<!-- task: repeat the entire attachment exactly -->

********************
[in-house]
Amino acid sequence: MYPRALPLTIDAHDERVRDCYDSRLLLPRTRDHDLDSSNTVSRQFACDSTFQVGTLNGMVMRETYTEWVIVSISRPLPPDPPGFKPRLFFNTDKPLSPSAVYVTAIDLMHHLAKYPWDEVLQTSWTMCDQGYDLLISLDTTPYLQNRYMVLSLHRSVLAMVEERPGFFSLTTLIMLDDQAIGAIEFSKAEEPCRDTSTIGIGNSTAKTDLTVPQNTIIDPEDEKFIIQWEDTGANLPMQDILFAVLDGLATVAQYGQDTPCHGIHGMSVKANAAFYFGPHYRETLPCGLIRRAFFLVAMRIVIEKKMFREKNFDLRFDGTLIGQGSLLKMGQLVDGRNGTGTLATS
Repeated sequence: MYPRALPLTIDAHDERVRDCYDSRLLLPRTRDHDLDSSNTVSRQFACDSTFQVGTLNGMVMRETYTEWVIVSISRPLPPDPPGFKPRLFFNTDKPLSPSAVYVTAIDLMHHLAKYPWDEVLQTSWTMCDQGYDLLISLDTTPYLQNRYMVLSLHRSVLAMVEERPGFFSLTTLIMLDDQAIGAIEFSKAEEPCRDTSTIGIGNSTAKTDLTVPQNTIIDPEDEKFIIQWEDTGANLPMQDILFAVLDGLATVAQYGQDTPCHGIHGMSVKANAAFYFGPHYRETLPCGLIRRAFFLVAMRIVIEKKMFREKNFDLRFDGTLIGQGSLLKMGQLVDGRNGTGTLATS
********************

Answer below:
[in-house]
Amino acid sequence: MYPRALPLTIDAHDERVRDCYDSRLLLPRTRDHDLDSSNTVSRQFACDSTFQVGTLNGMVMRETYTEWVIVSISRPLPPDPPGFKPRLFFNTDKPLSPSAVYVTAIDLMHHLAKYPWDEVLQTSWTMCDQGYDLLISLDTTPYLQNRYMVLSLHRSVLAMVEERPGFFSLTTLIMLDDQAIGAIEFSKAEEPCRDTSTIGIGNSTAKTDLTVPQNTIIDPEDEKFIIQWEDTGANLPMQDILFAVLDGLATVAQYGQDTPCHGIHGMSVKANAAFYFGPHYRETLPCGLIRRAFFLVAMRIVIEKKMFREKNFDLRFDGTLIGQGSLLKMGQLVDGRNGTGTLATS
Repeated sequence: MYPRALPLTIDAHDERVRDCYDSRLLLPRTRDHDLDSSNTVSRQFACDSTFQVGTLNGMVMRETYTEWVIVSISRPLPPDPPGFKPRLFFNTDKPLSPSAVYVTAIDLMHHLAKYPWDEVLQTSWTMCDQGYDLLISLDTTPYLQNRYMVLSLHRSVLAMVEERPGFFSLTTLIMLDDQAIGAIEFSKAEEPCRDTSTIGIGNSTAKTDLTVPQNTIIDPEDEKFIIQWEDTGANLPMQDILFAVLDGLATVAQYGQDTPCHGIHGMSVKANAAFYFGPHYRETLPCGLIRRAFFLVAMRIVIEKKMFREKNFDLRFDGTLIGQGSLLKMGQLVDGRNGTGTLATS